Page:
Wednesday, October 30, 2019

Steve Trash! To The Rescue!!

Ahhh... to be known as a "rockin' eco hero," a comedian, and a magician. It might just be the trifecta.

Steve Trash holds this triangular title, and has been in action since 1984 spreading the message of recycling, sustainability, and being an environmental steward.

He's taken his show on the road just about everywhere: North America, Europe, Asia, multiple news channels, PBS, and issue of Weekly Reader, and more. He's got a YouTube channel with well over 250 videos. He has 2 albums and music videos along with his Trash TV series and more. He has a blog he's maintained since 2008.  He even has a bank of solar panels in his front yard. He's all in, and all about ecology, science, STEM-STEAM, and even some videos on character development like manners, bullying, taking responsibility, empathy, being a good friend, digital literacy, and more.

He's everything you'd want an environmental educator to be! Definitely check out the plethora of resources he has on his website and YouTube channel when you are wanting to bring a little zip to your classroom eco unit!

Video from, photo from

Saturday, October 26, 2019


As the recent host of a slumber party with seven 14 year old boys in my house, I know loud. These were perhaps some of the loudest people in America (or so it seemed on that Saturday night). But they were having clean, wholesome fun so how bad can that be.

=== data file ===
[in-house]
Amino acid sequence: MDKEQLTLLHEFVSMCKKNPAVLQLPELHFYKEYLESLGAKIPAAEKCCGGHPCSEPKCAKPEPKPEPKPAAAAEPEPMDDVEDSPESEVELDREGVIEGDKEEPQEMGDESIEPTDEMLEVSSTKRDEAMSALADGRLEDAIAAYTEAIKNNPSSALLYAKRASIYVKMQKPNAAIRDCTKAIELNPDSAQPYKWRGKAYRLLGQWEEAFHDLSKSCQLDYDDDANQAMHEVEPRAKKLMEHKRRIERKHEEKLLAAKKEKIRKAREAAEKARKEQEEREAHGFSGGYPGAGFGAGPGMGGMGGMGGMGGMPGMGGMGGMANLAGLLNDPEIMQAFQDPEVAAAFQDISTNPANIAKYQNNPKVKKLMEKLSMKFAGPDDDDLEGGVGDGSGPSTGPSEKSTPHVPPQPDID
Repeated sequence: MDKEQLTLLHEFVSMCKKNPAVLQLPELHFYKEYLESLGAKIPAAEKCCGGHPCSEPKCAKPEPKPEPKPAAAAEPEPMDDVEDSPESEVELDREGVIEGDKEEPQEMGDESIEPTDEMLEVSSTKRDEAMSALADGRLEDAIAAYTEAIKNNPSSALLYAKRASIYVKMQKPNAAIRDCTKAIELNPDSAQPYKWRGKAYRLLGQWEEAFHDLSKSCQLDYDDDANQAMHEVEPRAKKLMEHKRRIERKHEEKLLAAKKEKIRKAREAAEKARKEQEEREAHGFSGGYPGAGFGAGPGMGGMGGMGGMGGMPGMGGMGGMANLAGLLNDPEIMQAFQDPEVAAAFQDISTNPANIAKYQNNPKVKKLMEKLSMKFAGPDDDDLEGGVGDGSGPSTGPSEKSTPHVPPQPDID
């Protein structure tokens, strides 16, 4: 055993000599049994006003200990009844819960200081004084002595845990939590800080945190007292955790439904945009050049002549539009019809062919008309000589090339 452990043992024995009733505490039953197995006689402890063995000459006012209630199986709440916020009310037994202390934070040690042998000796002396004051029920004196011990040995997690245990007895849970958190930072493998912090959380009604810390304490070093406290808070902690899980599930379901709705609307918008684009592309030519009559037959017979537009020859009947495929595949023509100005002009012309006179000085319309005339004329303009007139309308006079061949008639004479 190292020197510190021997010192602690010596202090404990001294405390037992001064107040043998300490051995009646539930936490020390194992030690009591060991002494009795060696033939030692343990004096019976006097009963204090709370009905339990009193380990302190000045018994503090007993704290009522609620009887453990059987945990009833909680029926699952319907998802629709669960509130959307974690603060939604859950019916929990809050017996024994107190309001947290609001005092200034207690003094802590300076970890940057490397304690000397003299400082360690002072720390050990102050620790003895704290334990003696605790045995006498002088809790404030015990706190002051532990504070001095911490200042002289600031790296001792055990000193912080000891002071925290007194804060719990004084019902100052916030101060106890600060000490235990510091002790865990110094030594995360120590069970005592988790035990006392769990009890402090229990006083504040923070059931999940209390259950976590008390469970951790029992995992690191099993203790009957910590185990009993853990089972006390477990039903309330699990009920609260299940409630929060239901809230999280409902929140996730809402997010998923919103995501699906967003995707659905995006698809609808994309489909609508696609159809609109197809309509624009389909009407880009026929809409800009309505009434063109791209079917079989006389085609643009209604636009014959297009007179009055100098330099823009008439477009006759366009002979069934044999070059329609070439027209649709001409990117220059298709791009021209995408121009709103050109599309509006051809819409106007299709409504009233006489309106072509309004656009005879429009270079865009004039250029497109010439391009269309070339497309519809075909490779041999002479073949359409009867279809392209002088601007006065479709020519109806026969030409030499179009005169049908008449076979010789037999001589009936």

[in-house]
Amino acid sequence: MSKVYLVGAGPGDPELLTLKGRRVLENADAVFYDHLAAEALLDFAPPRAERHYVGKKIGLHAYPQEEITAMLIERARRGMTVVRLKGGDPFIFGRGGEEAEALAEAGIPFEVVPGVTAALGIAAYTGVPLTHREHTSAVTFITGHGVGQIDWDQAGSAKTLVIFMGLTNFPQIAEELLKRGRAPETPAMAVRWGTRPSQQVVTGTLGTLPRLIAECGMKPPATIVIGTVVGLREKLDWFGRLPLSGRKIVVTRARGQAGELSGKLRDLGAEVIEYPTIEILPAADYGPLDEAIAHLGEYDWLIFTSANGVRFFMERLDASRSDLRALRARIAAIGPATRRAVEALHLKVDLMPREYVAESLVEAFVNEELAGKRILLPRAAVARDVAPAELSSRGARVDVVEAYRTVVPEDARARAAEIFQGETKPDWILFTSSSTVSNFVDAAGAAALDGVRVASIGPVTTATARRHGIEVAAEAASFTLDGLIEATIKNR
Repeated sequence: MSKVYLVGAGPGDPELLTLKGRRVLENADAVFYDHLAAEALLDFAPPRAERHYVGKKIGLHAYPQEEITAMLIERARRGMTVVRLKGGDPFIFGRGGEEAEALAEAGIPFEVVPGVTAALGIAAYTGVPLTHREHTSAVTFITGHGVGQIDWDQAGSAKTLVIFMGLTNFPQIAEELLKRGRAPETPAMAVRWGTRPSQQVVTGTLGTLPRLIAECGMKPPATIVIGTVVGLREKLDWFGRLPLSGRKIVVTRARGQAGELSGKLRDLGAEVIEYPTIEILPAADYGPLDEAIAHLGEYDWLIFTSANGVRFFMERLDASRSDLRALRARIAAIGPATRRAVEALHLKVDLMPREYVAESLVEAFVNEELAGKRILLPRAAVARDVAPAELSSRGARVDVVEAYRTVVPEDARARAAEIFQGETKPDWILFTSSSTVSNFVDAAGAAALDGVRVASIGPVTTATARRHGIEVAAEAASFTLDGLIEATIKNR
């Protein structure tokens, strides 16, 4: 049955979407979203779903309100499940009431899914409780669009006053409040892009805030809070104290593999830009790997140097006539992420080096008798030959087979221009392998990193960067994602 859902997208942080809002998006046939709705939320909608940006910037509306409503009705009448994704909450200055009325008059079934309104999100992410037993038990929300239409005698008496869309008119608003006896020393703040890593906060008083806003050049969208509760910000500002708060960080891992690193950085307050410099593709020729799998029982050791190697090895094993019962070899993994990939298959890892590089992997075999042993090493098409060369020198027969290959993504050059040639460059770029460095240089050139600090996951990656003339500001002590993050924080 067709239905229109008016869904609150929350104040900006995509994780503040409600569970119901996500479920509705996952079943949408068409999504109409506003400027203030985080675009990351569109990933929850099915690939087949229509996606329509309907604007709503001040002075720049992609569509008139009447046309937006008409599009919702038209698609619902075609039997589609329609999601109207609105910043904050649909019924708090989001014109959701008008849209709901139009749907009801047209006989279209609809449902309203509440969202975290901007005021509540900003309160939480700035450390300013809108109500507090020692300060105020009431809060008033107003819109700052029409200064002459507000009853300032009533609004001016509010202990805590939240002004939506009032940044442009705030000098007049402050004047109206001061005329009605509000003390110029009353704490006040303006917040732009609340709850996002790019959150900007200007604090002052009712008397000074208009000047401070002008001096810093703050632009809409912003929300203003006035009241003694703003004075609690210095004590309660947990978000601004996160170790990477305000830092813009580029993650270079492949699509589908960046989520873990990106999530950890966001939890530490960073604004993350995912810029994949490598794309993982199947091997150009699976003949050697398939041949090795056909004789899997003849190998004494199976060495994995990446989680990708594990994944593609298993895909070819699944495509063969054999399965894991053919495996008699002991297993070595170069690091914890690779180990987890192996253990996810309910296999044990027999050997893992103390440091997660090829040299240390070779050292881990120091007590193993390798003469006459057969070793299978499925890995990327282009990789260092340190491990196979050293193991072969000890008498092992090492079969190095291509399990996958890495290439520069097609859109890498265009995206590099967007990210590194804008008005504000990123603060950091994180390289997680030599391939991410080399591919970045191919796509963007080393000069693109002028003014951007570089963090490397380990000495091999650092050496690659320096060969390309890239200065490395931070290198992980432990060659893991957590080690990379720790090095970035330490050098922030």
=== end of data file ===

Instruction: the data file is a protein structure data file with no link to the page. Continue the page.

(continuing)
Just as "loud" has a place in our world, so does "quiet." More often than not, though, quiet is quite the commodity. Background noises such as binge-watched television, show streaming, or catching a half-dozen Youtube videos is what more and more of us are gravitating toward in our free time. Or music--often with headphones (that would be my two teens at home--though back in the day a generation or so ago, it was loud music blasted from the stereo). Even social media these days is more often in video versus visual form with snaps, Insta-stories, or other videos. When my students get overly chatty at school, I discuss how we need to cut back on the "noise pollution," and we have enough pollution as it is!

As mindfulness is on the rise, so too is the move to #SaveQuiet. This is a hashtag started by Quiet Parks International. From their "About" page, looks like I might be onto something with this "noise pollution" thing. Much like animals, "quiet" is becoming an endangered species. With air zones overhead, highways near by, city sounds surrounding, noise is everywhere. A startling statistic from this page: "90% of children will not experience natural quiet during their lifetime." Yikes! That makes my ears hurt just writing this!